Last month, corporate poisoners DuPont and Chemours announced their agreement to settle approximately 3,500 lawsuits filed by Ohio River Valley residents over injuries and deaths due to C-8, also known as perfluorooctanoic acid (PFOA for short).
While use of PFOA has been discontinued since 2009 (and as per the terms of the settlement, DuPont and Chemours deny any wrongdoing), there has been a “replacement chemical” that was introduced in 2012. This is making scientists and environmental activists nervous, as they have spent nearly twenty years fighting to end the use of C-8 – and the new chemical does not appear to be much better.
Known as “GenX,” the new chemical has been used and touted as a more “environmentally friendly” substitute for C-8, and has been used in the manufacture of non-stick pans for the past five years. Chemours claims that it has little or no “extractable water-soluble residuals” in finished products, and degrades in the environment quickly.
Is it true? Or is Chemours' new motto, “Let's Change the Formula” nothing more than yet one more example of hollow hucksterism and greenwashing?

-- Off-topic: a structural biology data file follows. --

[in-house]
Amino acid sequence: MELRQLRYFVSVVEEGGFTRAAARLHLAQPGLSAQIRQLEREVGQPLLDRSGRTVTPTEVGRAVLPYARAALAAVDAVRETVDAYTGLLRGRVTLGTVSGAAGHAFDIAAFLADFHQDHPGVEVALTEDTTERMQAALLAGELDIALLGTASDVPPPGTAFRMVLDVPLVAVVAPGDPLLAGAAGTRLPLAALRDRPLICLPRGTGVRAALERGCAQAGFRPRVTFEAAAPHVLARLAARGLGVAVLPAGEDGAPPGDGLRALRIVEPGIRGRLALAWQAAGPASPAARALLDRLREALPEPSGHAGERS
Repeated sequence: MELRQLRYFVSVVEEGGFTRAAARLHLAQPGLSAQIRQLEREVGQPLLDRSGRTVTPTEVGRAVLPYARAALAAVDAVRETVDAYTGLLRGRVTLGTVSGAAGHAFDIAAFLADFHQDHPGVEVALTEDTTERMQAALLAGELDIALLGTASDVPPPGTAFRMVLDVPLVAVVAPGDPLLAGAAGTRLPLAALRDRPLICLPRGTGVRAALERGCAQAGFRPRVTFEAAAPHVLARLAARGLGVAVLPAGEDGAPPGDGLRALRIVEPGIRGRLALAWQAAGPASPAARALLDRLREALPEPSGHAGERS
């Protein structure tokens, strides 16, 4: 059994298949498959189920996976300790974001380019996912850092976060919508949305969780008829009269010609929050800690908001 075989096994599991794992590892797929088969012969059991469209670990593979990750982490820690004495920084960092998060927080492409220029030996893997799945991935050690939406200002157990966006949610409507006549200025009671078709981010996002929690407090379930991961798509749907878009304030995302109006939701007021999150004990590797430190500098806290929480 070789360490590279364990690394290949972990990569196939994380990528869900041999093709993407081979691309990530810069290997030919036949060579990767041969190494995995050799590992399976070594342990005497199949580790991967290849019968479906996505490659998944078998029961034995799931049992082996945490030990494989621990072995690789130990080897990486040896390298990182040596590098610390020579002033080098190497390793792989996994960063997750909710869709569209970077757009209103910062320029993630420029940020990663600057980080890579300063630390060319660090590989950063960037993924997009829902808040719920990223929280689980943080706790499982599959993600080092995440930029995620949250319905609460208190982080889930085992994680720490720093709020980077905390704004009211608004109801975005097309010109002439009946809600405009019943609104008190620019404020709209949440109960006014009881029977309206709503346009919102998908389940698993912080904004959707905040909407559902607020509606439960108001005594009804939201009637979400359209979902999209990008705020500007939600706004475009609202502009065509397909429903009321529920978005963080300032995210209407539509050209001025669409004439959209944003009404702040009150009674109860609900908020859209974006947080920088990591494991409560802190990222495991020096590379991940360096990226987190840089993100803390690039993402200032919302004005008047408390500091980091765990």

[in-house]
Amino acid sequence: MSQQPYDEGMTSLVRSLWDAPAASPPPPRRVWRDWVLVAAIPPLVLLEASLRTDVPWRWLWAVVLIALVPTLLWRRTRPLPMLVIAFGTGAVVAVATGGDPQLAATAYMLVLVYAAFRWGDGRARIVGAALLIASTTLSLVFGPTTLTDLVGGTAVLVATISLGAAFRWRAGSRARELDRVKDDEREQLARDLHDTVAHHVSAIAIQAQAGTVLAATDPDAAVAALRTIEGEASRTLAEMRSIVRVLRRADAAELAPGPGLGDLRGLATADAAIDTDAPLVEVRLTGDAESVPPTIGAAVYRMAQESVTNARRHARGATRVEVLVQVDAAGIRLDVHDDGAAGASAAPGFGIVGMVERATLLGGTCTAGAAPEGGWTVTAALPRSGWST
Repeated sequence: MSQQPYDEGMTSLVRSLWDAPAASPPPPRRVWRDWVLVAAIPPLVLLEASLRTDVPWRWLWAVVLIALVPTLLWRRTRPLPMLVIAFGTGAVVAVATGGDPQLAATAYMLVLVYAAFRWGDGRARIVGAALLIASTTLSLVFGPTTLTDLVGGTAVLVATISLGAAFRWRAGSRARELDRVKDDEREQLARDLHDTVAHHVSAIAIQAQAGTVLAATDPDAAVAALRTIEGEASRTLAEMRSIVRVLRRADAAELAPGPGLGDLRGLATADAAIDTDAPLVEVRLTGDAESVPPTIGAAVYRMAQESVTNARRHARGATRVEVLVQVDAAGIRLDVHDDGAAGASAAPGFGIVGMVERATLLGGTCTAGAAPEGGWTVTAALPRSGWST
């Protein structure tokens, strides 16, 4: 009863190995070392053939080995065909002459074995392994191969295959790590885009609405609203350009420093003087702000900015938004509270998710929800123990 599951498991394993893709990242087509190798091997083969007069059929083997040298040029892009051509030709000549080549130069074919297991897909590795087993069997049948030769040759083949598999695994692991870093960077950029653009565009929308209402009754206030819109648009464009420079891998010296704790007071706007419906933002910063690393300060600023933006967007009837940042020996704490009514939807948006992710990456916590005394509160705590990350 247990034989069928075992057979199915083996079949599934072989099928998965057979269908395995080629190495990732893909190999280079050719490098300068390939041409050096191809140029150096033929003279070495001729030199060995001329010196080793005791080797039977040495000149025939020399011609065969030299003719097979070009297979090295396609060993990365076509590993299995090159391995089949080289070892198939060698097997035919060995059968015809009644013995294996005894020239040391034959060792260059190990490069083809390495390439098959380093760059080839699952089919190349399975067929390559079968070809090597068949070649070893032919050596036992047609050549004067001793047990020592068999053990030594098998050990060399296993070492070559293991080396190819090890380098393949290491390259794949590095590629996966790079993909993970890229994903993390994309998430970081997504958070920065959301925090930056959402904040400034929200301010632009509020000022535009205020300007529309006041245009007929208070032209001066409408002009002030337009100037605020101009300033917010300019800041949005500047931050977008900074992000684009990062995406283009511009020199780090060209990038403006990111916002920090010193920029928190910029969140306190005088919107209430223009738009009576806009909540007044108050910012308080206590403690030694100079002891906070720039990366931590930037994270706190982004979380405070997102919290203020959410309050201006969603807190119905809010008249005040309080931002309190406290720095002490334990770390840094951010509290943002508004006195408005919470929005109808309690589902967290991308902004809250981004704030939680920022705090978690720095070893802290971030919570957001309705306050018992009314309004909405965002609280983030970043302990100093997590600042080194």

Late last year, the Netherlands' National Institute for Public Health and the Environment released a 96-page long report on a study of GenX. The study's conclusion: “Based on the limited information available,” at least one of the ingredients is “probably less harmful than PFOA.”
That is not particularly reassuring to one environmentalist, particularly in light of the fact that DuPont has not provided much in the way of information on GenX. Alan Ducatman, a physician and professor of occupational and environmental science at West Virginia University, says, “In terms of what I have read or recall, DuPont has provided a small amount of data that appears worrisome.” In fact, according to Ducatman, GenX causes the same health problems as C-8. “This reminds me a lot of a path we have recently traveled. That journey is not ending well,” he told The Intercept.
In fact, DuPont has already submitted studies on laboratory rats exposed to GenX, in which these animals developed cancer of the liver, pancreas and testicles as well as kidney and liver disease. One DuPont researcher stated, “These tumor findings are not considered relevant for human risk assessment.”
Ducatman acknowledges that GenX may be “not as bad” as C8 – but added, “Do I think it's OK? No.”
Jacob de Boer of the University of Amsterdam was one of the first scientists to urge further study of GenX. He points out that GenX leaves the body faster than C8 – but that is about it. “Still, there can be effects,” he pointed out.
It appears that DuPont and Chemours are unrepentant recidivists, having learned nothing from their defeat in a nearly two-decade long legal battle. Sadly, it is unwitting consumers who fall for the line “Lets Change The Formula” who will pay the price.